3462. Robert Southey to Wade Browne, 5 April 1820

3462. Robert Southey to Wade Browne, 5 April 1820⁠* 

Keswick 5. April. 1820

My dear Sir

After many delays, arising from various causes, I am at length able to fix the precise time of my departure for the South. On Monday the 17th of this month it is my intention to leave home, & make the best of my way to Llangedwin, near Oswestry, where I shall stay with my friend C Williams Wynn, till the Saturday. On that day I shall leave him, & endeavour to reach Ludlow, if it be convenient for you to receive me at that time. But if this should xxxx happen to interefere with any of your engagements, it will make no difference to me: in that case I will proceed straight from Llangedwin to London, & take Ludlow in my way back at the end of June.

The influenza which has prevailed so generally throughout the kingdom, has been very prevalent here. Mr Edmondson never remembers one either so general, or so severe in the course of xx seven & thirty years practise. I am the only person in this house who has escaped. It is still hanging upon Mrs Coleridge. But as we have had an honest, old fashioned, hard winter, such as winters used to be, so it seems as if we were about to have an old fashioned spring, – for of late years spring has been more like a prolongation of winter, than the genial season which poets have celebrated, & which I seem to remember in my boyhood. The fields are growing green, flowers are opening, buds swelling, birds singing, & the glass is at 63. So I am going to London just at the season when instinct would impel one to hasten out of it.

About a month ago we lost our excellent old inmate, Mrs Wilson, in her seventy eighth year. She lingered eight days after a paralytic stroke had deprived her of all her senses, & as we hope of all sense of suffering. It was very gratifying to observe how much interest her illness excited among the old inhabitants of Keswick, & how general a testimony was borne to her worth. There are indeed but few who could remember when she was, as they say, “more thought of” than any other young woman in the place, both for her beauty & her conduct; but xxx a later generation had learnt to respect her character, & to know her good qualities, & she went to her grave with the deserved reputation of having never said an unkind word, nor done an unkind action. She disposed of her little property in small legacies, in a very affecting manner. Among other she has left five pounds to each of my girls, [1]  & ten to the little boy, whose name she had x substituted in place of his poor brothers.

You will be sorry to hear that the Speddings are likely to lose their daughter, – a fine young woman, but who shot up prematurely, & is I believe at this time in a state of hopeless debility. [2]  They left Mirehouse & removed to Bury St Edmunds, for the sake of placing the younger boys at school there. [3] Calverts eldest son is doing remarkably well at Harrow, to his own great credit, & the infinite delight of his father, who x now thinks of little else than the education of his children.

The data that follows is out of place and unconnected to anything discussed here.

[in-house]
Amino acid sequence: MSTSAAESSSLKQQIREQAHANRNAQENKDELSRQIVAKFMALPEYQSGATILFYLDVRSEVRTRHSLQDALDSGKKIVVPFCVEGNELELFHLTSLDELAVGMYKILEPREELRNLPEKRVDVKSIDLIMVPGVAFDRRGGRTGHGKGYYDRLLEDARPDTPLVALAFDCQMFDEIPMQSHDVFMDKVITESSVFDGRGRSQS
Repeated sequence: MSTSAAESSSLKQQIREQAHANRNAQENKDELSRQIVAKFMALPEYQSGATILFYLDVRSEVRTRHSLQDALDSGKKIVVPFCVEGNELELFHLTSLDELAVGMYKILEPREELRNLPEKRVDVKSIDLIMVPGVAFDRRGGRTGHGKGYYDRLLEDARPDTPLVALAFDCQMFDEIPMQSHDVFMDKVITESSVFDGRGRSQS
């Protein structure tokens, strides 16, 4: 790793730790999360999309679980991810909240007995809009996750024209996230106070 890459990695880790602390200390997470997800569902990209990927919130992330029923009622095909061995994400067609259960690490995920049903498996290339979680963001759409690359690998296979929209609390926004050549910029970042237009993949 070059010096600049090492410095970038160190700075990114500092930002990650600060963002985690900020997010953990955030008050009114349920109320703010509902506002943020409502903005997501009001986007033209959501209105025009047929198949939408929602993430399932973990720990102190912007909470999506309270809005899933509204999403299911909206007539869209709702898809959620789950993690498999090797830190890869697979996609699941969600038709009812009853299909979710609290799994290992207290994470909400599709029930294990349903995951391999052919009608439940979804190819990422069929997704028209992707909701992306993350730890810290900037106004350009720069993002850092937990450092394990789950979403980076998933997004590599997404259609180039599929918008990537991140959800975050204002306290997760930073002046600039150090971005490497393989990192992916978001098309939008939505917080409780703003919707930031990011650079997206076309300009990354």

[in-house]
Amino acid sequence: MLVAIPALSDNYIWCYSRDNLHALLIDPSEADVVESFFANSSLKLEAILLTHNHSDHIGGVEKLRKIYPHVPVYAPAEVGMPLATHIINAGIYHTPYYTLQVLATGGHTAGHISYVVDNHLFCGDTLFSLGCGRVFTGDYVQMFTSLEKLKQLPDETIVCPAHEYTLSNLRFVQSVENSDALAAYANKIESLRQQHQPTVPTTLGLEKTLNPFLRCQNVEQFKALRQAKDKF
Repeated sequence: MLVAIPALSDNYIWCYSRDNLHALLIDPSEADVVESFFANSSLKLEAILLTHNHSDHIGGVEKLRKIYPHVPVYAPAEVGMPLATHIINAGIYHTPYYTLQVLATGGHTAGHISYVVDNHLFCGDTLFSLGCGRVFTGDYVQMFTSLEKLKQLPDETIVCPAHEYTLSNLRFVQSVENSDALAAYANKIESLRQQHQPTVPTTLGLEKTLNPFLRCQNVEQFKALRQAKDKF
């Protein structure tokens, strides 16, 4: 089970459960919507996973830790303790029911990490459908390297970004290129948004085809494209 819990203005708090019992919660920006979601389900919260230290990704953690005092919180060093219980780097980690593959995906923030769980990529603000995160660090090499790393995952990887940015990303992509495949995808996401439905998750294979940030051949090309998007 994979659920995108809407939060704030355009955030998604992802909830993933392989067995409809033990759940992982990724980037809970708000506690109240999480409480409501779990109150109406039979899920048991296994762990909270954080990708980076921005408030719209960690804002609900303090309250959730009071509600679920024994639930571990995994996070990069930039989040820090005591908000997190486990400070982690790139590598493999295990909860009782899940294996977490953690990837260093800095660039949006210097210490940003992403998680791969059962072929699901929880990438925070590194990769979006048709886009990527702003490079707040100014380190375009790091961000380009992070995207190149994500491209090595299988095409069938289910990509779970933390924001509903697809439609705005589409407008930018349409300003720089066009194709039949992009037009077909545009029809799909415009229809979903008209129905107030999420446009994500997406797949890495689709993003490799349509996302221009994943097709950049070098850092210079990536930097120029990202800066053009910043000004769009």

Longman will send you my Life of Wesley, [4]  which I believe will be published on Monday next, tho by a blunder between the Publisher & one of his merry men, it has been reviewed in a newspaper a fortnight ago. [5] 

Favour me with a line to say if it be convenient to receive me on Saturday the 22d: & if when I get to Llangedwin I should find that it is not possible to get from thence to Ludlow in a day, I will write & let you know. It is a cross country, & at this distance there are no means of knowing how the stages may suit.

Mrs S. & her sisters [6]  desire their kindest remembrances to all your fireside. – Edith is now taller than her mother, – & what an alteration shall I see in your little Mary! [7] 


Notes

* Address: To/ Wade Browne Esqre/ Ludlow
Stamped: KESWICK/ 298
MS: British Library, Add MS 47891. AL; 4p.
Unpublished. BACK

[2] John and Sarah Spedding, née Gibson (c. 1766–1842). Their daughter who was ill is unidentified; family histories of the Speddings suggest they only had one daughter, Jane (1802–1810). BACK

[3] Spedding’s younger sons, John Spedding (1806–1839), James Spedding (1808–1881), later well-known for his editions of the work of Francis Bacon (1561–1626; DNB) and Edward Spedding (1811–1832), had been sent to the grammar school at Bury St Edmunds, where the eminent scholar, Benjamin Heath Malkin (1769–1842; DNB) was headmaster, 1809–1828. BACK

[4] The Life of Wesley; and the Rise and Progress of Methodism (1820). BACK

[5] London Literary Gazette and Journal of Belles Lettres, Arts, Sciences, &c., 166 (25 March 1820), 203–206; 167 (1 April 1820), 213–215; 168 (8 April 1820), 231–233; 169 (15 April 1820), 246–248; 170 (22 April), 263–266. BACK

[7] Mary (dates unknown), Browne’s only child by his second marriage. BACK

People mentioned

Southey, Edith May (1804–1871) (mentioned 2 times)
Fricker, Edith (1774–1837) (mentioned 2 times)
Fricker, Sarah (1770–1845) (mentioned 2 times)
Southey, Herbert (1806–1816) (mentioned 1 time)
Southey, Bertha (1809–1877) (mentioned 1 time)
Spedding, John (1770–1851) (mentioned 1 time)
Edmondson, John (d. 1823) (mentioned 1 time)
Fricker, Mary (1771–1862) (mentioned 1 time)

Places mentioned

Keswick (mentioned 2 times)
Mirehouse (mentioned 1 time)

Exports

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